Jonas Amir Kadah
Happiness never decreases from being shared.

The reversed Aliyah

Well this sucks... (Photo cred: Jonas Amir Kadah 2020)
Snow. All the time. (Photo credd: author 2020)

I live where I live. In northern Scandinavia. It’s peaceful, harmonic and a bit depressing when the sun doesn’t shine. On the other hand, it’s sunny 24/7 in june and july.

But this is not about where I live, but rather facing the challenges of having my family living  a hundreds or thousands of miles away.

The family-puzzle is our biggest challenge. We both work full time, I have 37 kilometers one-way to work. My wife has 85 km’s to her job, one way. We both work full-time, and sometimes more than that. Because we as a family don’t have any real relatives around. Except Sarah. She is my cousin and in the end it was a pure coincidence that we moved to our little idyllic town.

But Sarah can’t save us all the time. She has her own family to take care of – while also working full time. Just like her husband.

I’m so thankful that the kindergarden (called pre-school here) is basically for free and you can leave your most loved one there in safe hands. Knowing that they will feed the kids, play and experiment and in the meantime forming a bond between the kids. A bond that will last until they finish high school in many cases.

I’m ever so thankful that my kids doesn’t have to walk home alone in a snowstorm, in the burning heat or passing that awful and dangerous road where people are driving like there is no tomorrow.

But even though we have a very well-functioning social security net with free kindergarten, free uni, free healthcare, free public transport, 480 days of fully paid parental leave and even free to actually enter someone elses land – something still bothers me.  I’m free, but I feel rootless. Sometimes I just sing “I want to break free..”. The Queen-song you know.

Without a family who can step in and help when there is no other option – we are stranded. If I need to be child-free for a night I need to put my kids on a plane and fly 1000 miles to reach my first relative. That sucks. And it’s costly. My wife has relatives closer nearby – but just the driving takes the same time as taking that flight.

And the ever-so complex family puzzle, who does what, when, how, where and why? That’s our life in a nutshell. And no, we are not a team. I argue that my ego is my enemy and my opponent is my teacher. Because you don’t have room for being egoistic when you are De facto completely alone.

And yes, you can break apart. I do that sometimes. Wondering why I moved to a Scandinavian Gulag, as some of my relatives call it. I have a very humble wish that some day, somehow – I will move back. But for what? Listening to the nagging of my relatives is clearly not my option. It’s enough with the nagging already taking place on a daily basis. “Lama Switzerland?” “Leesh?” “Why? “It’s so cold it’s not good for your health, move back to the holy land or at least to Stockholm”.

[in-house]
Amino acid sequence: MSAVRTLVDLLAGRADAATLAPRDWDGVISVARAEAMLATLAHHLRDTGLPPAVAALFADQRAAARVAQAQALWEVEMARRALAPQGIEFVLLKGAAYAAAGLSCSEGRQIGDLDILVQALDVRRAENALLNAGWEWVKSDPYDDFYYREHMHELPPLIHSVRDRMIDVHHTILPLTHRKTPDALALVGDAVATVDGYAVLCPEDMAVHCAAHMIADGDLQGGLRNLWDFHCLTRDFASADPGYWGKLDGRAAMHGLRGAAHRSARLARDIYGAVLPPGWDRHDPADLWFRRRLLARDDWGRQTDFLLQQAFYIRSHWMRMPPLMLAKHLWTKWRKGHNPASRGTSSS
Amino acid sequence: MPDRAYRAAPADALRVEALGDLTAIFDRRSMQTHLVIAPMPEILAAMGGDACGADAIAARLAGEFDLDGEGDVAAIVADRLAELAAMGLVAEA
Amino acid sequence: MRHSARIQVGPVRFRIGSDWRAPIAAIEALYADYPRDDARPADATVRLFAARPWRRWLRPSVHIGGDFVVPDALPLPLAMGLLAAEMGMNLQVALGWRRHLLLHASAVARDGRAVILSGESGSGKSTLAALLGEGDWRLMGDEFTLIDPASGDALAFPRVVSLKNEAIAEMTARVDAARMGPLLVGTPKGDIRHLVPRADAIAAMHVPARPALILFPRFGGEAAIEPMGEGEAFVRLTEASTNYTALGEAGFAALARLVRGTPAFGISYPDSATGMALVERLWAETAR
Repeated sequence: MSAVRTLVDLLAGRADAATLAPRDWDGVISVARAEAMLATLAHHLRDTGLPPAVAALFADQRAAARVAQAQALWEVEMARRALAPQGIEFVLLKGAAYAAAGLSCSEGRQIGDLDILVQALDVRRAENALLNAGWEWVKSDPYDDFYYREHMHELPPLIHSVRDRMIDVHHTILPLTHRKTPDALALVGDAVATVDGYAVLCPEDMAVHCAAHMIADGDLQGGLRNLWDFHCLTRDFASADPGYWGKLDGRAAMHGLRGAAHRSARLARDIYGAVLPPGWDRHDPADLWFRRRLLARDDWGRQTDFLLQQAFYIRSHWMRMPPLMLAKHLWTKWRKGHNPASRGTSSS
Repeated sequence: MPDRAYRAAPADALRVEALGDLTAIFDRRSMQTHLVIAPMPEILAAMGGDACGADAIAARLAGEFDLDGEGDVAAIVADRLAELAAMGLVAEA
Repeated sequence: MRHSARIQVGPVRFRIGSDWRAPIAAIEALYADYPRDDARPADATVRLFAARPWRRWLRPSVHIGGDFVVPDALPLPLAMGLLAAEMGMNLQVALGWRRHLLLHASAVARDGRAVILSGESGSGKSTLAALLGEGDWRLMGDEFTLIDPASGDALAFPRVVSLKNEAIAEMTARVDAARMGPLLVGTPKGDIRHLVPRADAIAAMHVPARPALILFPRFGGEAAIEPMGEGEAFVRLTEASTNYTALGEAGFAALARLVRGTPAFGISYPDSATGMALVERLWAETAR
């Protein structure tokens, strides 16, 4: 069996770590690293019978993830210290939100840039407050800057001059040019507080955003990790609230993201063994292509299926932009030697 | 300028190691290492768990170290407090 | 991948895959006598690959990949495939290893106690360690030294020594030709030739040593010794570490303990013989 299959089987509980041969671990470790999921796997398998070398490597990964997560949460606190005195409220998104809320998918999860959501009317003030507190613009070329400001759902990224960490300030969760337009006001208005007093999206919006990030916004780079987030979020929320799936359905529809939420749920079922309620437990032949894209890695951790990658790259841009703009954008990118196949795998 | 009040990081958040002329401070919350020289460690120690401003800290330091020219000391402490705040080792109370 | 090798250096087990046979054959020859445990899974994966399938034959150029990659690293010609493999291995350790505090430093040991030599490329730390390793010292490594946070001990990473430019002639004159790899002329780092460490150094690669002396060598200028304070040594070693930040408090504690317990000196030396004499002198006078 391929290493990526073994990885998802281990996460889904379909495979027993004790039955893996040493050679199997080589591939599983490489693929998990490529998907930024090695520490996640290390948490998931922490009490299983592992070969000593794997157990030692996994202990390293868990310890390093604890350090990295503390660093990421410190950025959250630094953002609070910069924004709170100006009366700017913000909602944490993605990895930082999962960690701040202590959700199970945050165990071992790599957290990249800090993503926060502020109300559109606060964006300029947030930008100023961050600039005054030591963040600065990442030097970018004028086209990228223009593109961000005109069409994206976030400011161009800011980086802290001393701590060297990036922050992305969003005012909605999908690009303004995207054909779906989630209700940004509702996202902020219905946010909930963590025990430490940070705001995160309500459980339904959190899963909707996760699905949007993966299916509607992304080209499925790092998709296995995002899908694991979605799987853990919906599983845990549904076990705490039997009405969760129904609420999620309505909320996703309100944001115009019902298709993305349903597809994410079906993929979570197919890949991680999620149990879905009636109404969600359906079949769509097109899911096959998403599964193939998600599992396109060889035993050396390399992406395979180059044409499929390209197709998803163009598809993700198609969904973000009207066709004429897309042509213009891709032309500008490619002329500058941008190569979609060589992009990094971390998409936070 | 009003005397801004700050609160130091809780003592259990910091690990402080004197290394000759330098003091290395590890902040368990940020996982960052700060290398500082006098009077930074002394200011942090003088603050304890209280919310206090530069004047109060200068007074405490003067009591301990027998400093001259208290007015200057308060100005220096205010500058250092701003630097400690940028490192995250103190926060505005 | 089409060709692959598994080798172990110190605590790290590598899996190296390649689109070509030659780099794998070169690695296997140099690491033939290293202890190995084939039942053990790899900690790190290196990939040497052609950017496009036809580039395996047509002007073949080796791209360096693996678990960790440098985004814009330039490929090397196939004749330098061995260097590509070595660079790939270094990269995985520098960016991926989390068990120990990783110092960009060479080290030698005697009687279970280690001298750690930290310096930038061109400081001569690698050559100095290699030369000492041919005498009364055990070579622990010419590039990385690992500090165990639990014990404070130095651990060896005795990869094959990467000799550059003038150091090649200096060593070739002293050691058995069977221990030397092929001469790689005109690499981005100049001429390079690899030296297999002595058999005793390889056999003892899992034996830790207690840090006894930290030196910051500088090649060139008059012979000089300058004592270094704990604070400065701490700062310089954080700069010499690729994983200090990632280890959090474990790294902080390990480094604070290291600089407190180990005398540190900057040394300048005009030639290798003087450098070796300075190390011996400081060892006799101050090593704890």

For my relatives Sweden or Switzerland are the same thing. Like who cares how it spells? They look about the same, they have money and mountains. And it’s so so so so expensive. When my relatives are visiting me, they try to start haggle at places where I just want to disappear through a hole in the earth because it’s so awkward here. A cultural clash.

But I was about to die once. We met in Stockholm and flew to Berlin. One of my very, extremely israeli relative paid a visit to a souvenir shop. As I was wandering around boring souvenir-stalls I could clearly see the look of the store clerk was giving my relative. Because my relative was clipping iher toe-nails right in the middle of the shop. When the relative was done,  she just put it back and left the shop.

Imagine a very serious german store-clerk watching that. The look on his face is somethingnI will never forget. Perhaps my family is a bit retarded in a way or another – but I still need them. But so far we still have managed. It’s like locking two parents inside one of those floaty plastic bal thingies used for fun and then try to stand up in that thing when it’s stormy. That is when you need to balance, focus and hug each other – harder than ever.

Some take parents and relatives for granted. I envy them. But I made my life-choice and I still wouldn’t trade  it for anything else in the world. We bought our 2,5 stories house with a large and beautiful garden. Where I can be who I am – without being told what to do. Or having your annoying toe-clipper relative visiting every other day… gosh.

I just think I have to make with my feelings. Shut my eyes, imagining a floating leaf passing by in the water. That thought has a ticket aboard that leaf. Just let it go.

And for everyone moved to any remote place or to Israel (which is like super center of everything. You are brave. We are brave. We have challenged ourselves and we had and still have prove a lot more than any local.

So to all of you who just grabbed a piece of luggage, squeezing it with your basics and a photo album (yes a real physical photo album) I say kol hakavod and good night.

About the Author
Jonas is a fierce critiqeuer of everything unjust. He is well-educated, well-travelled and believes firmly in pragmatism and progressiveness rather than religion and outdated conservatism. He dares to challenge anyone or anything and is super-tired of racial slurs and internet trolls. Jonas is a painting in progress.
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